Every live cell is a bustling microcosm with thousands of components that are responsible for energy production, protein synthesis, gene transcription, and other functions.
Scientists at the University of Illinois at Urbana-Champaign have created a completely dynamic model that mimics the activity of a living cell by simulating these physical and chemical features at the particle scale.
The experiment, which was published in the journal Cell, models a living minimal cell with a reduced set of genes required for survival, function, and reproduction. The model uses NVIDIA GPUs to replicate 7,000 genetic information processes throughout the course of a 20-minute cell cycle, making it the longest and most sophisticated cell simulation to date, according to the researchers.
Minimal cells are simpler than actual cells, making them easier to digitally replicate.
“Even the simplest cell requires 2 billion atoms,” said Zaida Luthey-Schulten, a chemistry professor at the university and co-director of the university’s Center for the Physics of Living Cells. “Without GPUs, you can’t produce a 3D model like this in a realistic human time scale.”
Once further validated and refined, whole-cell models can aid scientists in predicting how changes in the environment or genomes of real-world cells would alter their function. Even at this stage, however, modest cell simulation can provide scientists with insight into the physical and chemical processes that underpin living cells.
“What we discovered is that fundamental behaviors emerge from the simulated cell — not because we coded them in, but because the kinetic parameters and lipid processes in our model were correct,” she explained.
The GPU-accelerated software Lattice Microbes, used to simulate the 3D minimum cell and co-developed by Luthey-Schulten, is now accessible on the NVIDIA NGC software center.
The Illinois researchers created the living cell model by simulating one of the simplest living cells, mycoplasma, a parasitic microbe. They built the model on a trimmed-down version of a live mycoplasma cell created by scientists at the J. Craig Venter Institute in La Jolla, Calif.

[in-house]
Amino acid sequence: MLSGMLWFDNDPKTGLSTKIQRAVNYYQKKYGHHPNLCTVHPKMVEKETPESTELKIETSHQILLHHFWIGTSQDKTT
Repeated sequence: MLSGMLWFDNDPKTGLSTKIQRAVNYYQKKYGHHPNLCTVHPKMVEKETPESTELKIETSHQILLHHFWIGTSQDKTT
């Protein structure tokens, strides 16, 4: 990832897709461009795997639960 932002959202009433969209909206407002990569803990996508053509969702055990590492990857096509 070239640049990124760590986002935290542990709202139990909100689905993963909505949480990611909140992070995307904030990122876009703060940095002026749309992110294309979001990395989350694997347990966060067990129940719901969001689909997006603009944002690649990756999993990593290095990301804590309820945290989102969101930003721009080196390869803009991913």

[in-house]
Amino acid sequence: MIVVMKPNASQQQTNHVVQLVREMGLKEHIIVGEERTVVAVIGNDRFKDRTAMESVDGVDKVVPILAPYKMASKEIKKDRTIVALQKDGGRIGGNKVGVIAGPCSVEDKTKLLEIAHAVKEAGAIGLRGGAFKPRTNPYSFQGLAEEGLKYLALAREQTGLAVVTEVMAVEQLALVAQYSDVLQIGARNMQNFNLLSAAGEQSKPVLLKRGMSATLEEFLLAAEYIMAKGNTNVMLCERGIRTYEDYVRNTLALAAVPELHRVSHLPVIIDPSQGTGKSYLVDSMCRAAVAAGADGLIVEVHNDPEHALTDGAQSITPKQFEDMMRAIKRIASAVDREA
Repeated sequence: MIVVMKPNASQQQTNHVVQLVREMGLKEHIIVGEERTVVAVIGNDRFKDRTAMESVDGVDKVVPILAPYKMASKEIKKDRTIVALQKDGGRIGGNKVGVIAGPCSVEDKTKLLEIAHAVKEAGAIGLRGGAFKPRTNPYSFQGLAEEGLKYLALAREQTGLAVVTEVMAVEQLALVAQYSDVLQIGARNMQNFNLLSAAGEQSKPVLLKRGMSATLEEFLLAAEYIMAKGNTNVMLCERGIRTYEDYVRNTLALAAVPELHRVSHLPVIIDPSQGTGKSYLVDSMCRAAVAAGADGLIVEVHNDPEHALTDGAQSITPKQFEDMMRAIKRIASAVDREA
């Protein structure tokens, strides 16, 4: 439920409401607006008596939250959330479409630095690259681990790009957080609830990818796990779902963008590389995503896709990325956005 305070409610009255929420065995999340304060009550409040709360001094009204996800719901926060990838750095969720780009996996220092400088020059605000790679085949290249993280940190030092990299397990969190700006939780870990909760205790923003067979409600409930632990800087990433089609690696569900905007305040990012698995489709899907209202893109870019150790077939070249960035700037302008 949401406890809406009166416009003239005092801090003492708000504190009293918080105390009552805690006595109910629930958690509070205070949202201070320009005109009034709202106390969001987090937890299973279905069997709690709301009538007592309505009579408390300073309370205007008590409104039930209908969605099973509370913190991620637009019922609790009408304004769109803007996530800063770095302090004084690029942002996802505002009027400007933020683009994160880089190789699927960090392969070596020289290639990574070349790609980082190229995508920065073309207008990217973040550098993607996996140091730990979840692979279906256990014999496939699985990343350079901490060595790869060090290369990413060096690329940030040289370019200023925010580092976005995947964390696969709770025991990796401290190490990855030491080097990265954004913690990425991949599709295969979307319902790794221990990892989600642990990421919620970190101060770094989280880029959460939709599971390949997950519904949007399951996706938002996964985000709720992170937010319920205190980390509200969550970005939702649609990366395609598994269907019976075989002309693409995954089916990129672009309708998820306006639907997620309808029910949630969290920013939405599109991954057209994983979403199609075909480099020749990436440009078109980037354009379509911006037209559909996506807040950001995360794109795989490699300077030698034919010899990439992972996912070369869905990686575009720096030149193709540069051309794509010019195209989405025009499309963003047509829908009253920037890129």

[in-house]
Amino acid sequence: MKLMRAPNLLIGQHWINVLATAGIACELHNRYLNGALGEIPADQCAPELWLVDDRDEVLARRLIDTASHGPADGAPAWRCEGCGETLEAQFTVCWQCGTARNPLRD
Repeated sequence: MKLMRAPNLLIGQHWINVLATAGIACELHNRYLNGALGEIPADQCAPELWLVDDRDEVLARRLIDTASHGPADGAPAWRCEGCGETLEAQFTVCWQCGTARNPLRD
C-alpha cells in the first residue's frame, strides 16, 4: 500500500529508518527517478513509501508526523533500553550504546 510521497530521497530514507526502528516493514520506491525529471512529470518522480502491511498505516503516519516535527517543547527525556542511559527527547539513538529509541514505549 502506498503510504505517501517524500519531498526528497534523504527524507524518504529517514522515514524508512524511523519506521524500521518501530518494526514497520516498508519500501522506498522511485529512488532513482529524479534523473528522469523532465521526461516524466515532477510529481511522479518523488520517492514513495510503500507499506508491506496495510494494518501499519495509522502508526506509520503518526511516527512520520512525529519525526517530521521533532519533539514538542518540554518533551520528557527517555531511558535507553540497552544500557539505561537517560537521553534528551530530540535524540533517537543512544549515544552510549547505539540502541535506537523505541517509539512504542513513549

A single E. coli cell, by comparison, has roughly 5,000 genes. There are almost 20,000 in a single human cell.
Luthy-team Schulten’s then built out the model with DNA, RNA, proteins, and membranes using known aspects of mycoplasma’s inner workings, such as amino acids, nucleotides, lipids, and small molecule metabolites.
“We had enough reactions,” she explained, “that we could duplicate anything known.”
The researchers did a 20-minute 3D simulation of the cell’s life cycle before it begins to significantly enlarge or copy its DNA, using Lattice Microbes software on NVIDIA Tensor Core GPUs. The model revealed that the parasite cell spent the majority of its energy transferring chemicals across the cell membrane, which fits its parasitic profile.
“Doing these computations serially, or at an all-atom level, would take years,” said Zane Thornburg, a graduate student, and article main author. “However, because they’re all independent processes, we could leverage parallelization and GPUs in the code.”
Thornburg is now working on a GPU-accelerated project that will replicate 3D growth and cell division. To speed up their work, the team recently switched to NVIDIA DGX systems using RTX A5000 GPUs and discovered that employing A5000 GPUs sped up benchmark simulation time by 40% when compared to a development workstation with a previous-generation NVIDIA GPU.
The main image shows yellow and purple ribosomes, red and blue degradasomes, and smaller spheres representing DNA polymers and proteins from a 20-minute 3D spatial simulation.